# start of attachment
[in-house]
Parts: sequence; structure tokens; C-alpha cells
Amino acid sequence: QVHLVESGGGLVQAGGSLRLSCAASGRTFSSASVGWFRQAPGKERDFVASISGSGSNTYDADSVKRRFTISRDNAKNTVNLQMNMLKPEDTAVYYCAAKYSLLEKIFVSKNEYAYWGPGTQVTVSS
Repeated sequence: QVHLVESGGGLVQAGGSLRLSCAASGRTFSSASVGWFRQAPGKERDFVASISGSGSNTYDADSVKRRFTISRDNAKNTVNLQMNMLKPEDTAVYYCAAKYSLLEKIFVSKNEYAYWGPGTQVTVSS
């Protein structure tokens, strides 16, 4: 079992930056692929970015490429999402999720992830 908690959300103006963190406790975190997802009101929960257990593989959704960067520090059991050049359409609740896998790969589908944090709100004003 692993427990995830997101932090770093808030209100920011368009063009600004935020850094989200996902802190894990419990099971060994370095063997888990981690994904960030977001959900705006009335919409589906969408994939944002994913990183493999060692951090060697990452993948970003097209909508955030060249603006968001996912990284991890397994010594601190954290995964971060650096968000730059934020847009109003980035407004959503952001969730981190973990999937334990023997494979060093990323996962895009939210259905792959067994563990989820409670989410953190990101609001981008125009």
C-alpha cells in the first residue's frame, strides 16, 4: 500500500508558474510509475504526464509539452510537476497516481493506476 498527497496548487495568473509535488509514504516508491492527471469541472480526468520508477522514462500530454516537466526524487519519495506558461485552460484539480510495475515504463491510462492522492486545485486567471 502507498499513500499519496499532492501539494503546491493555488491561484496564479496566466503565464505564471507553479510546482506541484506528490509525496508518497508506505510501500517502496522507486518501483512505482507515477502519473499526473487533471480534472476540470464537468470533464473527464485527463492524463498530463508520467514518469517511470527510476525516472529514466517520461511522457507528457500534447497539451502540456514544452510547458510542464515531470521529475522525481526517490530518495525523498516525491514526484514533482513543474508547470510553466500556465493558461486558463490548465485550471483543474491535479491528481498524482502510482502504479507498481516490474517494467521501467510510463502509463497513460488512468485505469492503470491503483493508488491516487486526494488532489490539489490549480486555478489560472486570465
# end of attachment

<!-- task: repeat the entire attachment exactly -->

[in-house]
Parts: sequence; structure tokens; C-alpha cells
Amino acid sequence: QVHLVESGGGLVQAGGSLRLSCAASGRTFSSASVGWFRQAPGKERDFVASISGSGSNTYDADSVKRRFTISRDNAKNTVNLQMNMLKPEDTAVYYCAAKYSLLEKIFVSKNEYAYWGPGTQVTVSS
Repeated sequence: QVHLVESGGGLVQAGGSLRLSCAASGRTFSSASVGWFRQAPGKERDFVASISGSGSNTYDADSVKRRFTISRDNAKNTVNLQMNMLKPEDTAVYYCAAKYSLLEKIFVSKNEYAYWGPGTQVTVSS
């Protein structure tokens, strides 16, 4: 079992930056692929970015490429999402999720992830 908690959300103006963190406790975190997802009101929960257990593989959704960067520090059991050049359409609740896998790969589908944090709100004003 692993427990995830997101932090770093808030209100920011368009063009600004935020850094989200996902802190894990419990099971060994370095063997888990981690994904960030977001959900705006009335919409589906969408994939944002994913990183493999060692951090060697990452993948970003097209909508955030060249603006968001996912990284991890397994010594601190954290995964971060650096968000730059934020847009109003980035407004959503952001969730981190973990999937334990023997494979060093990323996962895009939210259905792959067994563990989820409670989410953190990101609001981008125009």
C-alpha cells in the first residue's frame, strides 16, 4: 500500500508558474510509475504526464509539452510537476497516481493506476 498527497496548487495568473509535488509514504516508491492527471469541472480526468520508477522514462500530454516537466526524487519519495506558461485552460484539480510495475515504463491510462492522492486545485486567471 502507498499513500499519496499532492501539494503546491493555488491561484496564479496566466503565464505564471507553479510546482506541484506528490509525496508518497508506505510501500517502496522507486518501483512505482507515477502519473499526473487533471480534472476540470464537468470533464473527464485527463492524463498530463508520467514518469517511470527510476525516472529514466517520461511522457507528457500534447497539451502540456514544452510547458510542464515531470521529475522525481526517490530518495525523498516525491514526484514533482513543474508547470510553466500556465493558461486558463490548465485550471483543474491535479491528481498524482502510482502504479507498481516490474517494467521501467510510463502509463497513460488512468485505469492503470491503483493508488491516487486526494488532489490539489490549480486555478489560472486570465